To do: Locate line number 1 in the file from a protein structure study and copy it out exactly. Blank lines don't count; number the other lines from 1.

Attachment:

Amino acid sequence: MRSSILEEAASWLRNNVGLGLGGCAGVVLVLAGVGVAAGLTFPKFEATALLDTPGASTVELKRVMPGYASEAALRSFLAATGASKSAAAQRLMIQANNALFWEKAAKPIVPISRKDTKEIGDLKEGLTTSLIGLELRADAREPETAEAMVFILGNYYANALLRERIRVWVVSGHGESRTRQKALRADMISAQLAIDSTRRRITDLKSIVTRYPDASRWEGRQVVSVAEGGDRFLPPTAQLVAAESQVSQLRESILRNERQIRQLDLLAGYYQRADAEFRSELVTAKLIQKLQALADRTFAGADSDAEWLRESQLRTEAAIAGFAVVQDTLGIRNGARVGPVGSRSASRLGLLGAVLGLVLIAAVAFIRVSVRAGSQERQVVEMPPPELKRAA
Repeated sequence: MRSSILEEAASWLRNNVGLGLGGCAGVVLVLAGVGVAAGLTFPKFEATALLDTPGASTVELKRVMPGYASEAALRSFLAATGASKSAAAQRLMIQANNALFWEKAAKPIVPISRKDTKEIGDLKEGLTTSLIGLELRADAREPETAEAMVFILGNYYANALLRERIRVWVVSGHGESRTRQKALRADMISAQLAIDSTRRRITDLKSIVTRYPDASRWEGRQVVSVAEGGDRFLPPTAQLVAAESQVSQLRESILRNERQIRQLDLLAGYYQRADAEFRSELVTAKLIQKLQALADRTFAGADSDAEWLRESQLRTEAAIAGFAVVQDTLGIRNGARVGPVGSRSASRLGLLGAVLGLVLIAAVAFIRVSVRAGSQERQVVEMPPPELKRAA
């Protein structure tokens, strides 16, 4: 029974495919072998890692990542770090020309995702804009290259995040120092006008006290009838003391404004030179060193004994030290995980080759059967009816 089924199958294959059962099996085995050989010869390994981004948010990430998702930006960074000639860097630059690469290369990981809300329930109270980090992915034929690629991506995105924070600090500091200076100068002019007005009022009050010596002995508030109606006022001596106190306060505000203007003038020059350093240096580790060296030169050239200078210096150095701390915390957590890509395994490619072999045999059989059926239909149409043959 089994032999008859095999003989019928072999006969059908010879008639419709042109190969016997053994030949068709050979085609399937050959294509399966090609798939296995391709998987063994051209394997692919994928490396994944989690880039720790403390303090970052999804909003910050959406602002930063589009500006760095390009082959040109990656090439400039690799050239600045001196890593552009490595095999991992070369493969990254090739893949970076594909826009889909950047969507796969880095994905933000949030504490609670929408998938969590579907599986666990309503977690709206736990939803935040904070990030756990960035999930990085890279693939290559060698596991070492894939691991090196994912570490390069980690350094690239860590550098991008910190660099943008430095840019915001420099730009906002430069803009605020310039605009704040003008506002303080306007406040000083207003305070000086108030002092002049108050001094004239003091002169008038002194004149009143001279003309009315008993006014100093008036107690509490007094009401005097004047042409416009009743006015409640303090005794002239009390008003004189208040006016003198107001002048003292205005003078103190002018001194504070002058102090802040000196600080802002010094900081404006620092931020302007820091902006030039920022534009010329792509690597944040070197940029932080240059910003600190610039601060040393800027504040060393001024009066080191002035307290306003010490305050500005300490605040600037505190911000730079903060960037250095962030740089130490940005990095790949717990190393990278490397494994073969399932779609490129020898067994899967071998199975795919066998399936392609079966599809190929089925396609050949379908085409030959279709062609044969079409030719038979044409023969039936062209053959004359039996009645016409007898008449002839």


Amino acid sequence: MRSSILEEAASWLRNNVGLGLGGCAGVVLVLAGVGVAAGLTFPKFEATALLDTPGASTVELKRVMPGYASEAALRSFLAATGASKSAAAQRLMIQANNALFWEKAAKPIVPISRKDTKEIGDLKEGLTTSLIGLELRADAREPETAEAMVFILGNYYANALLRERIRVWVVSGHGESRTRQKALRADMISAQLAIDSTRRRITDLKSIVTRYPDASRWEGRQVVSVAEGGDRFLPPTAQLVAAESQVSQLRESILRNERQIRQLDLLAGYYQRADAEFRSELVTAKLIQKLQALADRTFAGADSDAEWLRESQLRTEAAIAGFAVVQDTLGIRNGARVGPVGSRSASRLGLLGAVLGLVLIAAVAFIRVSVRAGSQERQVVEMPPPELKRAA